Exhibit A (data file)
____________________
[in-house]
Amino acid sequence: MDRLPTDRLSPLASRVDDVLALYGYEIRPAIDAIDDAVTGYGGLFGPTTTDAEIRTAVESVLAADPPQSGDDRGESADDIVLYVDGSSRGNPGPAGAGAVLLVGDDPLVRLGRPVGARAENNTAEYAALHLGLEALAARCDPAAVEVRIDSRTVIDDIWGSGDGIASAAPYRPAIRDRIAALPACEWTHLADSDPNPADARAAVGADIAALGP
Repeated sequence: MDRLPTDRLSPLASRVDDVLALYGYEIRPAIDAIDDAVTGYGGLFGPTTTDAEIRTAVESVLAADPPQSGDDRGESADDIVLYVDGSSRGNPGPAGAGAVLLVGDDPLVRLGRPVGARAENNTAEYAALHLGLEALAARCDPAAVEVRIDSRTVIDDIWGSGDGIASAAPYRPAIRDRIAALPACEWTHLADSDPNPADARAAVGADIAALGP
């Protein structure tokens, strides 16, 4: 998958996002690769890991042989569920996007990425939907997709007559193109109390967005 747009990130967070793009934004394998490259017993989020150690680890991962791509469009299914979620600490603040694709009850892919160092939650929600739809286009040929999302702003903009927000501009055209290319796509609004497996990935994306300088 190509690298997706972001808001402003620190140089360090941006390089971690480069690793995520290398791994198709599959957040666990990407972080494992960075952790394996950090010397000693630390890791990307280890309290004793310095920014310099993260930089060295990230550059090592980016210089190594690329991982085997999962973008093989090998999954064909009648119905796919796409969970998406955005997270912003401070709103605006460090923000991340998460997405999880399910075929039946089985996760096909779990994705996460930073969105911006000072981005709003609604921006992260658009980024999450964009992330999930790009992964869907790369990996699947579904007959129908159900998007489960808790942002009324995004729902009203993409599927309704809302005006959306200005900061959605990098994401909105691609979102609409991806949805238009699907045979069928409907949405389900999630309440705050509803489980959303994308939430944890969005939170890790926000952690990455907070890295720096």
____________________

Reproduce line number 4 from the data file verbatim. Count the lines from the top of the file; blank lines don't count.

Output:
């Protein structure tokens, strides 16, 4: 998958996002690769890991042989569920996007990425939907997709007559193109109390967005 747009990130967070793009934004394998490259017993989020150690680890991962791509469009299914979620600490603040694709009850892919160092939650929600739809286009040929999302702003903009927000501009055209290319796509609004497996990935994306300088 190509690298997706972001808001402003620190140089360090941006390089971690480069690793995520290398791994198709599959957040666990990407972080494992960075952790394996950090010397000693630390890791990307280890309290004793310095920014310099993260930089060295990230550059090592980016210089190594690329991982085997999962973008093989090998999954064909009648119905796919796409969970998406955005997270912003401070709103605006460090923000991340998460997405999880399910075929039946089985996760096909779990994705996460930073969105911006000072981005709003609604921006992260658009980024999450964009992330999930790009992964869907790369990996699947579904007959129908159900998007489960808790942002009324995004729902009203993409599927309704809302005006959306200005900061959605990098994401909105691609979102609409991806949805238009699907045979069928409907949405389900999630309440705050509803489980959303994308939430944890969005939170890790926000952690990455907070890295720096």